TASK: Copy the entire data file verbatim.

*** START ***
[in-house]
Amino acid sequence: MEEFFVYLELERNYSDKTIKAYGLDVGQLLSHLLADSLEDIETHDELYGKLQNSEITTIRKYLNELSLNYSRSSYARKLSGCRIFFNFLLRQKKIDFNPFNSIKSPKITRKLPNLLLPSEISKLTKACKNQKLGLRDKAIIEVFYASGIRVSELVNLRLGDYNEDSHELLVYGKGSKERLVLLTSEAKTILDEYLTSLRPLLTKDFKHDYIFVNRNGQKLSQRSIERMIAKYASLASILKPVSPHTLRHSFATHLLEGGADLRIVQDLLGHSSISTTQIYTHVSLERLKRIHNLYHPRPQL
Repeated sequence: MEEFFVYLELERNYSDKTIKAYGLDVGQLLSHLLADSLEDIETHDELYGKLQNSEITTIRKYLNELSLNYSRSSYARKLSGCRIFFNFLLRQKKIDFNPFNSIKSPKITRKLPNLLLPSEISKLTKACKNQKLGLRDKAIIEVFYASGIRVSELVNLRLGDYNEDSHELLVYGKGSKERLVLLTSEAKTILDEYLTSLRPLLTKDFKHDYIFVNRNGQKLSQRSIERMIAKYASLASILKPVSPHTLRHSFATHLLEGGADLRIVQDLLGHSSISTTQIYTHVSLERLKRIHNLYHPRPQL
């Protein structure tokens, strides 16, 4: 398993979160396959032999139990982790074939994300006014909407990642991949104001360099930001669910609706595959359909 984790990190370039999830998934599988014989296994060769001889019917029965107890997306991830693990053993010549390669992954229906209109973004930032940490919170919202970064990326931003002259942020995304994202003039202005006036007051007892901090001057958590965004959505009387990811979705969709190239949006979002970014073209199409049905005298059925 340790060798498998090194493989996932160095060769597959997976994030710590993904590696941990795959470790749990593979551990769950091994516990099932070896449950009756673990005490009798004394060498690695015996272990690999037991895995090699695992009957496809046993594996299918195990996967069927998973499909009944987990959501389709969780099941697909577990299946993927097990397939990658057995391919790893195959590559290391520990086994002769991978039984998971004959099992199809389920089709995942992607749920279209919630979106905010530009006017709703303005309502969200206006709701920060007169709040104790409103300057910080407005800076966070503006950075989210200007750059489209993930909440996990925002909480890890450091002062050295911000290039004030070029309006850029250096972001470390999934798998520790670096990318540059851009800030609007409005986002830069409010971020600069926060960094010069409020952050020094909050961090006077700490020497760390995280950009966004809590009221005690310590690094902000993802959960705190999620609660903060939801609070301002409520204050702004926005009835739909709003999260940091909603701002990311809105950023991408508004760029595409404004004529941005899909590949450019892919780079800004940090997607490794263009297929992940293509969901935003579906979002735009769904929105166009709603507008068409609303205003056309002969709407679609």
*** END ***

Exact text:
[in-house]
Amino acid sequence: MEEFFVYLELERNYSDKTIKAYGLDVGQLLSHLLADSLEDIETHDELYGKLQNSEITTIRKYLNELSLNYSRSSYARKLSGCRIFFNFLLRQKKIDFNPFNSIKSPKITRKLPNLLLPSEISKLTKACKNQKLGLRDKAIIEVFYASGIRVSELVNLRLGDYNEDSHELLVYGKGSKERLVLLTSEAKTILDEYLTSLRPLLTKDFKHDYIFVNRNGQKLSQRSIERMIAKYASLASILKPVSPHTLRHSFATHLLEGGADLRIVQDLLGHSSISTTQIYTHVSLERLKRIHNLYHPRPQL
Repeated sequence: MEEFFVYLELERNYSDKTIKAYGLDVGQLLSHLLADSLEDIETHDELYGKLQNSEITTIRKYLNELSLNYSRSSYARKLSGCRIFFNFLLRQKKIDFNPFNSIKSPKITRKLPNLLLPSEISKLTKACKNQKLGLRDKAIIEVFYASGIRVSELVNLRLGDYNEDSHELLVYGKGSKERLVLLTSEAKTILDEYLTSLRPLLTKDFKHDYIFVNRNGQKLSQRSIERMIAKYASLASILKPVSPHTLRHSFATHLLEGGADLRIVQDLLGHSSISTTQIYTHVSLERLKRIHNLYHPRPQL
């Protein structure tokens, strides 16, 4: 398993979160396959032999139990982790074939994300006014909407990642991949104001360099930001669910609706595959359909 984790990190370039999830998934599988014989296994060769001889019917029965107890997306991830693990053993010549390669992954229906209109973004930032940490919170919202970064990326931003002259942020995304994202003039202005006036007051007892901090001057958590965004959505009387990811979705969709190239949006979002970014073209199409049905005298059925 340790060798498998090194493989996932160095060769597959997976994030710590993904590696941990795959470790749990593979551990769950091994516990099932070896449950009756673990005490009798004394060498690695015996272990690999037991895995090699695992009957496809046993594996299918195990996967069927998973499909009944987990959501389709969780099941697909577990299946993927097990397939990658057995391919790893195959590559290391520990086994002769991978039984998971004959099992199809389920089709995942992607749920279209919630979106905010530009006017709703303005309502969200206006709701920060007169709040104790409103300057910080407005800076966070503006950075989210200007750059489209993930909440996990925002909480890890450091002062050295911000290039004030070029309006850029250096972001470390999934798998520790670096990318540059851009800030609007409005986002830069409010971020600069926060960094010069409020952050020094909050961090006077700490020497760390995280950009966004809590009221005690310590690094902000993802959960705190999620609660903060939801609070301002409520204050702004926005009835739909709003999260940091909603701002990311809105950023991408508004760029595409404004004529941005899909590949450019892919780079800004940090997607490794263009297929992940293509969901935003579906979002735009769904929105166009709603507008068409609303205003056309002969709407679609």